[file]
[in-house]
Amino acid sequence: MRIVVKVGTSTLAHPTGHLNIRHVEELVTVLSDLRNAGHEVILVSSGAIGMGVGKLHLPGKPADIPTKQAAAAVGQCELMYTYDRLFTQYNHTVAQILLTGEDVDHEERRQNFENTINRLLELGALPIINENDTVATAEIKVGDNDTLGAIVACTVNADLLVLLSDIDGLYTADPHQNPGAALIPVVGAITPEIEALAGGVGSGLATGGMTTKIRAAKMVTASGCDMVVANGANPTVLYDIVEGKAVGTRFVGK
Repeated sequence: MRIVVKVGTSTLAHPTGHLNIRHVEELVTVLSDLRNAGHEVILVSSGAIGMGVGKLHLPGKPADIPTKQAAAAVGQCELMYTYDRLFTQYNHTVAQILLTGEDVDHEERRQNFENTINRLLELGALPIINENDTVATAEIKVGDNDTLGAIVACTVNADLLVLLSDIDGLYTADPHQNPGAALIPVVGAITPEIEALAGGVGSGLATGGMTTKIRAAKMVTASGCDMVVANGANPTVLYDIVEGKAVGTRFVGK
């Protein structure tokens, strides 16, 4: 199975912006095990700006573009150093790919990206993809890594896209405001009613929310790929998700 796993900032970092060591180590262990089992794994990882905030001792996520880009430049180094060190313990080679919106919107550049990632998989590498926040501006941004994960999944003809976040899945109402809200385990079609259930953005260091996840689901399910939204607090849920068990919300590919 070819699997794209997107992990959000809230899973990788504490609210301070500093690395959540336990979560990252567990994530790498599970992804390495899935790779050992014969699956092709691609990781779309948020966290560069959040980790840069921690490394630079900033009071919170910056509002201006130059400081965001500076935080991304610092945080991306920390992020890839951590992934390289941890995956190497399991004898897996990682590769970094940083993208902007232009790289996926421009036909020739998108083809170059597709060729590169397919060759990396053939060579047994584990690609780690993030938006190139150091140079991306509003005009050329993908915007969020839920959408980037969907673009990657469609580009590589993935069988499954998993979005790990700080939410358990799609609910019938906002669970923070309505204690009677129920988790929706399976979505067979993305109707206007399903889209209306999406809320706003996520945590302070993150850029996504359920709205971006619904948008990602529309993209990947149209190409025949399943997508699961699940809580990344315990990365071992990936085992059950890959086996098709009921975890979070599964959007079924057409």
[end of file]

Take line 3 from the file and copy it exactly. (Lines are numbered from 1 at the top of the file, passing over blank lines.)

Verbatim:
Repeated sequence: MRIVVKVGTSTLAHPTGHLNIRHVEELVTVLSDLRNAGHEVILVSSGAIGMGVGKLHLPGKPADIPTKQAAAAVGQCELMYTYDRLFTQYNHTVAQILLTGEDVDHEERRQNFENTINRLLELGALPIINENDTVATAEIKVGDNDTLGAIVACTVNADLLVLLSDIDGLYTADPHQNPGAALIPVVGAITPEIEALAGGVGSGLATGGMTTKIRAAKMVTASGCDMVVANGANPTVLYDIVEGKAVGTRFVGK